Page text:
203%Egrep was faster then grep for simple patterns but for more complex searches it lagged behind because of the
204%time it took to build a complete finite automaton for the regular expression before it could even start searching.
205%Since grep used a nondeterministic finite automaton it took less time to build the state machine but more time
206%to evaluate strings with it. Aho later used a technique called cached lazy evaluation to improve the performance of egrep.
207%It took zero set-up time and just one additional test in the inner loop.
210%Given a regular expression R and a test T the regular expression matching
211%problem finds all ending position of substrings in Q that matches a string in
212%the language denoted by R.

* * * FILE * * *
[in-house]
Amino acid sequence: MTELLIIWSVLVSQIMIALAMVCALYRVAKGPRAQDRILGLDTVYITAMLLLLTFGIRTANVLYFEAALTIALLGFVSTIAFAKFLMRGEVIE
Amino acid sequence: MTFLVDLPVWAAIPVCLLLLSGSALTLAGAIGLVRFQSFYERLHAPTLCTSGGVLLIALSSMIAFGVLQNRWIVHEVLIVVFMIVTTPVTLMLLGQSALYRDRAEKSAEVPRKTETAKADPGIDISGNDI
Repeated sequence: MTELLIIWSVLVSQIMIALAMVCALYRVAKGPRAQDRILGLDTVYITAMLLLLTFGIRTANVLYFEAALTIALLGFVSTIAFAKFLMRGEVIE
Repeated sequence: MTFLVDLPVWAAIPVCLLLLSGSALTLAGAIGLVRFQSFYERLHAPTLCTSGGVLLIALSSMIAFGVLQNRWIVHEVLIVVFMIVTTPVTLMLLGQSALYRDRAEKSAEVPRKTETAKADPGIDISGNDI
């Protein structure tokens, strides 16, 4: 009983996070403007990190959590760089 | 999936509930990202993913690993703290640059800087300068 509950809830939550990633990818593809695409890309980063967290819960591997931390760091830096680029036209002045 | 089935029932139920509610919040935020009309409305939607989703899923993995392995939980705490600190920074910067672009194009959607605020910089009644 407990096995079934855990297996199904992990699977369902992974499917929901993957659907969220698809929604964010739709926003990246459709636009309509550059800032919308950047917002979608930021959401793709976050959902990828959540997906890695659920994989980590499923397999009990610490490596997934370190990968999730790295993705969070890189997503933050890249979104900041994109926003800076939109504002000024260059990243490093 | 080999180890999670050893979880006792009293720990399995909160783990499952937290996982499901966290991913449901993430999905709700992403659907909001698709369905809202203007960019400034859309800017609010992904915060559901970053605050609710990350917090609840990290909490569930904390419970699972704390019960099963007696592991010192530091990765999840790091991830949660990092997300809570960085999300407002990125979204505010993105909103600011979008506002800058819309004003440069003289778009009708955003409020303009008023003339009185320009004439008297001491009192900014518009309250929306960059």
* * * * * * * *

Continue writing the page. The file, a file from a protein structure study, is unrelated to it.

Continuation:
213%The behaviour of Gnu grep, agrep, and nr-grep are differ ...
214%Gnu grep
220\section{Bit-parallel Data Streams}
221\label{Bit-parallel Data Streams}
223The bit-parallel data streams use the wide
224SIMD registers commonly found on commodity processors
225to process  byte positions at a time using
226bitwise logic, shifting and other operations.
228A signficant advantage of the bit-parallel
229data stream method over other
230pattern matching methods that rely on
231bit-parallel automata simulation
232is the potential to skip full register width
233number of characters in low occurence frequency text. % reword
236Skip characters register width.
[3149]238\subsection{Match Star}
241Backtracking is a general algorithm for finding all solutions to some computational problem,
242that incrementally builds candidates to the solutions.
[3126]244\section{Compiler Technology}
245\label{Compiler Technology}
[3149]251We compare the performance of our bit-parallel data stream techniques against
252Gnu grep, agrep, nr-grep, and re2.
[3123]256\section{Experimental Results}
[3135]257\label{Experimental Results}
265  \bibliographystyle{acm}
266  \bibliography{reference}